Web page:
Participants were divided into four soy intake categories. While it’s commonly perceived that soy is a large part of Chinese diets, 51% of the participants consumed less than 15 grams of soy per day, which is the equivalent of less than 1/5th of a serving of tofu. At the other extreme, 12% of the population consumed at least 60 grams or more of soy per day or the equivalent of nearly one serving of firm tofu. Compared to those with intakes below 15 grams, subjects with the highest intakes had a 14% lower risk of having a CVD event and a 17% lower risk of death. In both cases, the findings were statistically significant, meaning it’s unlikely they occurred by chance.
Since this is an observational study, it doesn’t provide information about why soy was associated with a reduced risk of CVD. It is possible that people who ate more soy also led overall healthier lifestyles, and the lifestyle, not the soy, was responsible for the reduction in CVD events and death. However, because soy is a traditional food in China, it’s less likely to be tied to any particular lifestyle. And, to eliminate this possibility as much as possible, the researchers controlled for 17 factors that affect risk including age, sex, education, urban/rural residence, healthy diet, total energy intake, smoking status, drinking status, physical activity, body mass index, systolic blood pressure, HDL-cholesterol (“good cholesterol”), LDL-cholesterol (“bad cholesterol”), total cholesterol, triglycerides, and fasting plasma glucose. Even after eliminating all potentially confounding variables, soy was still associated with a reduced risk.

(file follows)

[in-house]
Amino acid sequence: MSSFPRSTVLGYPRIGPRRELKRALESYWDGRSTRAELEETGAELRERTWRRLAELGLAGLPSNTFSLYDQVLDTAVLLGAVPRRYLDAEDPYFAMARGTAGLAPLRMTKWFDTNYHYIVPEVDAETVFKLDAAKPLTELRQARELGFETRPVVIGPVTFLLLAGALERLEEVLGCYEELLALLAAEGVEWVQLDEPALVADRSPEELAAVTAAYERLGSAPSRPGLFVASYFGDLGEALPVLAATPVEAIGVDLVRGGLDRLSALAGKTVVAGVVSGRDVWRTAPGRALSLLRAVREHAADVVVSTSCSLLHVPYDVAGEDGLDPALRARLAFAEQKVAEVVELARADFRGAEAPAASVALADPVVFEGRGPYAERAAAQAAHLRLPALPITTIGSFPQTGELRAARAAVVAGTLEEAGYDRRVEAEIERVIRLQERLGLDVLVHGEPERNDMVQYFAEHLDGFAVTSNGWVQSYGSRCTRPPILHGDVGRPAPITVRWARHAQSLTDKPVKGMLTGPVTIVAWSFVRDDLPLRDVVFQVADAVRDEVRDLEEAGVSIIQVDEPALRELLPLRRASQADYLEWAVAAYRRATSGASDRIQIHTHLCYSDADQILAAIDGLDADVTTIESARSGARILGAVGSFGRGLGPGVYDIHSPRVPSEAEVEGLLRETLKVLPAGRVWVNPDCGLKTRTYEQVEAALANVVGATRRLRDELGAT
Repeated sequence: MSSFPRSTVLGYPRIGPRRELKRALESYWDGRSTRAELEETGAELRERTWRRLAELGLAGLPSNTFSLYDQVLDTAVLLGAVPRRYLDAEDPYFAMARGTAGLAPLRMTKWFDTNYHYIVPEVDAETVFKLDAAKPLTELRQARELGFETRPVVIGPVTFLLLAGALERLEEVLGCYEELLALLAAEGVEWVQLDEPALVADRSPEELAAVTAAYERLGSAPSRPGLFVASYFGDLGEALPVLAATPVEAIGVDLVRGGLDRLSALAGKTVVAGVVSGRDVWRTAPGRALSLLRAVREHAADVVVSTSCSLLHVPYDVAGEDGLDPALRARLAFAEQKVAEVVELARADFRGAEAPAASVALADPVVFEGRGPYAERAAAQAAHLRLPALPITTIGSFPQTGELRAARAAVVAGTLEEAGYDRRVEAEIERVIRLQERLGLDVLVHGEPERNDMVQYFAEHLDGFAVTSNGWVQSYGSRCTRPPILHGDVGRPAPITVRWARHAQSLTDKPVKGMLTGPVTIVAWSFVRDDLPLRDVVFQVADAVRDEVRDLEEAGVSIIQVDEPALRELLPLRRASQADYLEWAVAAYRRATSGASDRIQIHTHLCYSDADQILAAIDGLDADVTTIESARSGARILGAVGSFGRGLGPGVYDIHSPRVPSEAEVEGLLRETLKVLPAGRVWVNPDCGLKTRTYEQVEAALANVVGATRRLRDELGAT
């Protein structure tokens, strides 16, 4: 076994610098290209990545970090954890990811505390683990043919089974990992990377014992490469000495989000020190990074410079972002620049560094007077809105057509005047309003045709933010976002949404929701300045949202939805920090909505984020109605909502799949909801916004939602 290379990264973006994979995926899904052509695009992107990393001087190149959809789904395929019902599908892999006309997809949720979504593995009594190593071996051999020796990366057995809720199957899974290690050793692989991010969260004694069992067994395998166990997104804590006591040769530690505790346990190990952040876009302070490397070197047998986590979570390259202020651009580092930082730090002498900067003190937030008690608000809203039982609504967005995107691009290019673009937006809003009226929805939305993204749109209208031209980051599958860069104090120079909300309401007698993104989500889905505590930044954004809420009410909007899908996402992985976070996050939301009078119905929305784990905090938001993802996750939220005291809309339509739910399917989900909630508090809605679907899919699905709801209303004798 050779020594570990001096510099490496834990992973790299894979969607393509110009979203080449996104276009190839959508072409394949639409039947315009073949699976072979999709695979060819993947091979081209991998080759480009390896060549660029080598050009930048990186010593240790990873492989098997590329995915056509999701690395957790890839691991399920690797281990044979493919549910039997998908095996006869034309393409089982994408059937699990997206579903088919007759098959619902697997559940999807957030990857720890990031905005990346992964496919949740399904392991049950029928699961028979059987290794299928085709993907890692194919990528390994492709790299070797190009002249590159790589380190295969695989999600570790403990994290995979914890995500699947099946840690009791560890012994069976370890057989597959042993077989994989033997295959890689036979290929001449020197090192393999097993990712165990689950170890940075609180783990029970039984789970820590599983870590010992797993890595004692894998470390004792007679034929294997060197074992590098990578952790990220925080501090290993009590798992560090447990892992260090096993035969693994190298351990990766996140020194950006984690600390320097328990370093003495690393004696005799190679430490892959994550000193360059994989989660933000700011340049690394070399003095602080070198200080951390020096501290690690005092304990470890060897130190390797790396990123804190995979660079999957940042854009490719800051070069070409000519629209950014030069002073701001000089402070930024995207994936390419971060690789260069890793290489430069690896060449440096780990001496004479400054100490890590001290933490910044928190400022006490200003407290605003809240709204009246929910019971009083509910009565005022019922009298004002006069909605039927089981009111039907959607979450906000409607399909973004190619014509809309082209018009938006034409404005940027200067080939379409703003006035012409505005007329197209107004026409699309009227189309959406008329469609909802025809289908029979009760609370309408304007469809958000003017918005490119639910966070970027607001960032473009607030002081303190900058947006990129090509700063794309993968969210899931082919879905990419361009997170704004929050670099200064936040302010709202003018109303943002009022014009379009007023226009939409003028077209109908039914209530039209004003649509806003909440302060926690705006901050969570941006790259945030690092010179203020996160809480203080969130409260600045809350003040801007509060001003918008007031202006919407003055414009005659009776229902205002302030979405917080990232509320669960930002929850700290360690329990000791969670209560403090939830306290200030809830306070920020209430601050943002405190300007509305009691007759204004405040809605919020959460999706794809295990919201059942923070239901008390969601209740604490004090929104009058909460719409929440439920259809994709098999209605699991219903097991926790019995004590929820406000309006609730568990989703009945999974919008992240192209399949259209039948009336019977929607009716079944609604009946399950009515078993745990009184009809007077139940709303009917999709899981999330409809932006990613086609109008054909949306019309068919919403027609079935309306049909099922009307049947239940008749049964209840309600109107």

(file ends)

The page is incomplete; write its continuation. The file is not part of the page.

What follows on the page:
But by controlling for these variables, this study may have actually underestimated the potential benefits of soy because it eliminated some of the ways in which soy may reduce risk of CVD. What then, accounts for the beneficial effects? The authors of this research noted that soy contains several components that may offer protection against CVD, including isoflavones, phytosterols, lecithin, soluble fibers, saponins, and polysaccharides. Of course, the fat in soybeans is comprised predominately of polyunsaturated fat, which when replacing saturated fat in the diet, reduces blood cholesterol levels.
However, based on current understanding, it is unlikely that any one of these components were consumed in sufficiently large quantities to independently affect risk. This is why the comment by the authors that these soy components may act collectively to confer unique health benefits is particularly insightful. Increasingly, nutrition scientists talk about the influence of overall dietary pattern on health, rather than the influence of any particular food or nutrient. ,  The reductionist approach to understanding diet and health has fallen out of favor. What is clear from the China Cardiometabolic Disease and Cancer Cohort study  is that soy can be part of an overall dietary pattern that may reduce the risk of the number one killer of Americans.